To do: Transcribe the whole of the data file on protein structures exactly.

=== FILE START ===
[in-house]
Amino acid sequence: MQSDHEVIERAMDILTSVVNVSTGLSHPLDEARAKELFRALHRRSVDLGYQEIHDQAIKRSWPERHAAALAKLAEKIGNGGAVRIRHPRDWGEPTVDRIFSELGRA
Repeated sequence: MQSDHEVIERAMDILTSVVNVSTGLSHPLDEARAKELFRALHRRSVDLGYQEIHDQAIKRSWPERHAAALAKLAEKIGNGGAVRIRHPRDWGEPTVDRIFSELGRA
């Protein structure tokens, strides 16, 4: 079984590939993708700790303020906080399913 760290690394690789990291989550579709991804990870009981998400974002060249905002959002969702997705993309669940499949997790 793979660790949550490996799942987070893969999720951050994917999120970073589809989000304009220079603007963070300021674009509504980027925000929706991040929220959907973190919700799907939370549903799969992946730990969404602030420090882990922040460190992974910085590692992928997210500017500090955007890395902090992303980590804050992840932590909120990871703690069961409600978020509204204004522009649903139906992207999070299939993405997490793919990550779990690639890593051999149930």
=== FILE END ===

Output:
[in-house]
Amino acid sequence: MQSDHEVIERAMDILTSVVNVSTGLSHPLDEARAKELFRALHRRSVDLGYQEIHDQAIKRSWPERHAAALAKLAEKIGNGGAVRIRHPRDWGEPTVDRIFSELGRA
Repeated sequence: MQSDHEVIERAMDILTSVVNVSTGLSHPLDEARAKELFRALHRRSVDLGYQEIHDQAIKRSWPERHAAALAKLAEKIGNGGAVRIRHPRDWGEPTVDRIFSELGRA
């Protein structure tokens, strides 16, 4: 079984590939993708700790303020906080399913 760290690394690789990291989550579709991804990870009981998400974002060249905002959002969702997705993309669940499949997790 793979660790949550490996799942987070893969999720951050994917999120970073589809989000304009220079603007963070300021674009509504980027925000929706991040929220959907973190919700799907939370549903799969992946730990969404602030420090882990922040460190992974910085590692992928997210500017500090955007890395902090992303980590804050992840932590909120990871703690069961409600978020509204204004522009649903139906992207999070299939993405997490793919990550779990690639890593051999149930």